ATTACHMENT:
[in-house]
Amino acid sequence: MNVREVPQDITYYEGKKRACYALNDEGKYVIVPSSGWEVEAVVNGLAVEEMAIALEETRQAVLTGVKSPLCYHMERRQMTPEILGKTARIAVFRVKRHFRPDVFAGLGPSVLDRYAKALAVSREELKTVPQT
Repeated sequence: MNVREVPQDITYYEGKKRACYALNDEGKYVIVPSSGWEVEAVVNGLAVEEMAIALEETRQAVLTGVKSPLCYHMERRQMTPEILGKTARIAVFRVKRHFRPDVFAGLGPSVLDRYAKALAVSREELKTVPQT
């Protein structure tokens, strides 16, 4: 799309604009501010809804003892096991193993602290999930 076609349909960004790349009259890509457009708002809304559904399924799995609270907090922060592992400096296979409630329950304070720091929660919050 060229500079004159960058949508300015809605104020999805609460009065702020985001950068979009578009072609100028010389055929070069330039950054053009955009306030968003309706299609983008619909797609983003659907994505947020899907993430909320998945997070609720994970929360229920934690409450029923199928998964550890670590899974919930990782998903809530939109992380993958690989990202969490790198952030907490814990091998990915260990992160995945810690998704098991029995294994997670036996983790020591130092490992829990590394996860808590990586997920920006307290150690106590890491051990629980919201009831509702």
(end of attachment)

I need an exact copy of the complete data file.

[in-house]
Amino acid sequence: MNVREVPQDITYYEGKKRACYALNDEGKYVIVPSSGWEVEAVVNGLAVEEMAIALEETRQAVLTGVKSPLCYHMERRQMTPEILGKTARIAVFRVKRHFRPDVFAGLGPSVLDRYAKALAVSREELKTVPQT
Repeated sequence: MNVREVPQDITYYEGKKRACYALNDEGKYVIVPSSGWEVEAVVNGLAVEEMAIALEETRQAVLTGVKSPLCYHMERRQMTPEILGKTARIAVFRVKRHFRPDVFAGLGPSVLDRYAKALAVSREELKTVPQT
């Protein structure tokens, strides 16, 4: 799309604009501010809804003892096991193993602290999930 076609349909960004790349009259890509457009708002809304559904399924799995609270907090922060592992400096296979409630329950304070720091929660919050 060229500079004159960058949508300015809605104020999805609460009065702020985001950068979009578009072609100028010389055929070069330039950054053009955009306030968003309706299609983008619909797609983003659907994505947020899907993430909320998945997070609720994970929360229920934690409450029923199928998964550890670590899974919930990782998903809530939109992380993958690989990202969490790198952030907490814990091998990915260990992160995945810690998704098991029995294994997670036996983790020591130092490992829990590394996860808590990586997920920006307290150690106590890491051990629980919201009831509702």